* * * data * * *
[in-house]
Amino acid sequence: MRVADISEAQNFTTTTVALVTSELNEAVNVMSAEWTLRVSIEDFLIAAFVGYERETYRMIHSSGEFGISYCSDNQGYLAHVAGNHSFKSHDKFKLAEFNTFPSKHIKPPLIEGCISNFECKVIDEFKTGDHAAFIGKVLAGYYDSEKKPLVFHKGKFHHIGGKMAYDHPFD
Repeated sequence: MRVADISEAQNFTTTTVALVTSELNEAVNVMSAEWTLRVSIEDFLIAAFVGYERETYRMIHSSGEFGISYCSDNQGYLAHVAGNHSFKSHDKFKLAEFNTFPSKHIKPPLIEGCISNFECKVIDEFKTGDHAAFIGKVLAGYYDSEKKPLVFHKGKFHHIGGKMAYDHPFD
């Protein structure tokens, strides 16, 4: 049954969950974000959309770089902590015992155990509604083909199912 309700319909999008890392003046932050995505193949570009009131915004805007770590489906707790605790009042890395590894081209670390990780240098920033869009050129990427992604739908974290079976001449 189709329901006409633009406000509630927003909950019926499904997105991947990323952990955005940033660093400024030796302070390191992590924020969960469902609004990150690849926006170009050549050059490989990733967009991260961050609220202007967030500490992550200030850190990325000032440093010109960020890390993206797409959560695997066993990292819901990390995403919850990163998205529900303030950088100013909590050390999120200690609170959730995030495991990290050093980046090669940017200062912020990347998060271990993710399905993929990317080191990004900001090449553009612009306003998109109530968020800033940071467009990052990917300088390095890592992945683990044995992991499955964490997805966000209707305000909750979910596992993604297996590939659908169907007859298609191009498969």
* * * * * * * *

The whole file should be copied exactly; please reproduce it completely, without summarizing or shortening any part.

[in-house]
Amino acid sequence: MRVADISEAQNFTTTTVALVTSELNEAVNVMSAEWTLRVSIEDFLIAAFVGYERETYRMIHSSGEFGISYCSDNQGYLAHVAGNHSFKSHDKFKLAEFNTFPSKHIKPPLIEGCISNFECKVIDEFKTGDHAAFIGKVLAGYYDSEKKPLVFHKGKFHHIGGKMAYDHPFD
Repeated sequence: MRVADISEAQNFTTTTVALVTSELNEAVNVMSAEWTLRVSIEDFLIAAFVGYERETYRMIHSSGEFGISYCSDNQGYLAHVAGNHSFKSHDKFKLAEFNTFPSKHIKPPLIEGCISNFECKVIDEFKTGDHAAFIGKVLAGYYDSEKKPLVFHKGKFHHIGGKMAYDHPFD
């Protein structure tokens, strides 16, 4: 049954969950974000959309770089902590015992155990509604083909199912 309700319909999008890392003046932050995505193949570009009131915004805007770590489906707790605790009042890395590894081209670390990780240098920033869009050129990427992604739908974290079976001449 189709329901006409633009406000509630927003909950019926499904997105991947990323952990955005940033660093400024030796302070390191992590924020969960469902609004990150690849926006170009050549050059490989990733967009991260961050609220202007967030500490992550200030850190990325000032440093010109960020890390993206797409959560695997066993990292819901990390995403919850990163998205529900303030950088100013909590050390999120200690609170959730995030495991990290050093980046090669940017200062912020990347998060271990993710399905993929990317080191990004900001090449553009612009306003998109109530968020800033940071467009990052990917300088390095890592992945683990044995992991499955964490997805966000209707305000909750979910596992993604297996590939659908169907007859298609191009498969």